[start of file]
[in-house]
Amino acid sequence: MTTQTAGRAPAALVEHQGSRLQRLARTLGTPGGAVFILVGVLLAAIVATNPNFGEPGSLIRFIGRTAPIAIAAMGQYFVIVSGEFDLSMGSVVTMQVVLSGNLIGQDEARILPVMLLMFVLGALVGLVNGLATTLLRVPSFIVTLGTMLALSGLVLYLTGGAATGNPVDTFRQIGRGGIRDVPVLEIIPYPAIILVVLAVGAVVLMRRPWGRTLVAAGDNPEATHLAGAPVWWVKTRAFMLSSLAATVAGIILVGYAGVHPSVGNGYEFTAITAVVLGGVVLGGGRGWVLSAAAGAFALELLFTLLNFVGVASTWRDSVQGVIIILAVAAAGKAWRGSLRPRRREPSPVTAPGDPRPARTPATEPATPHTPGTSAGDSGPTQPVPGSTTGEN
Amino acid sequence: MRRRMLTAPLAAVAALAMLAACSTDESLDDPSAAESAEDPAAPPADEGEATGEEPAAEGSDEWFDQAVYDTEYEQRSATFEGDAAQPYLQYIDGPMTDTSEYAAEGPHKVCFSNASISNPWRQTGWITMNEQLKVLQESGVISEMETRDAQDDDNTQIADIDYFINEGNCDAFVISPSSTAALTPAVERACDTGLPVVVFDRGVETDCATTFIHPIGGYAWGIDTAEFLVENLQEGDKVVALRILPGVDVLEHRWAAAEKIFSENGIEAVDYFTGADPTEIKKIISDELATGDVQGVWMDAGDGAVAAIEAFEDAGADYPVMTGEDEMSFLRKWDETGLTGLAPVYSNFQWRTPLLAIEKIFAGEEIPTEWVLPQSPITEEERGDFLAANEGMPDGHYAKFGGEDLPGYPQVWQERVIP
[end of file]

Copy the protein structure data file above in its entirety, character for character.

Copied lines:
[in-house]
Amino acid sequence: MTTQTAGRAPAALVEHQGSRLQRLARTLGTPGGAVFILVGVLLAAIVATNPNFGEPGSLIRFIGRTAPIAIAAMGQYFVIVSGEFDLSMGSVVTMQVVLSGNLIGQDEARILPVMLLMFVLGALVGLVNGLATTLLRVPSFIVTLGTMLALSGLVLYLTGGAATGNPVDTFRQIGRGGIRDVPVLEIIPYPAIILVVLAVGAVVLMRRPWGRTLVAAGDNPEATHLAGAPVWWVKTRAFMLSSLAATVAGIILVGYAGVHPSVGNGYEFTAITAVVLGGVVLGGGRGWVLSAAAGAFALELLFTLLNFVGVASTWRDSVQGVIIILAVAAAGKAWRGSLRPRRREPSPVTAPGDPRPARTPATEPATPHTPGTSAGDSGPTQPVPGSTTGEN
Amino acid sequence: MRRRMLTAPLAAVAALAMLAACSTDESLDDPSAAESAEDPAAPPADEGEATGEEPAAEGSDEWFDQAVYDTEYEQRSATFEGDAAQPYLQYIDGPMTDTSEYAAEGPHKVCFSNASISNPWRQTGWITMNEQLKVLQESGVISEMETRDAQDDDNTQIADIDYFINEGNCDAFVISPSSTAALTPAVERACDTGLPVVVFDRGVETDCATTFIHPIGGYAWGIDTAEFLVENLQEGDKVVALRILPGVDVLEHRWAAAEKIFSENGIEAVDYFTGADPTEIKKIISDELATGDVQGVWMDAGDGAVAAIEAFEDAGADYPVMTGEDEMSFLRKWDETGLTGLAPVYSNFQWRTPLLAIEKIFAGEEIPTEWVLPQSPITEEERGDFLAANEGMPDGHYAKFGGEDLPGYPQVWQERVIP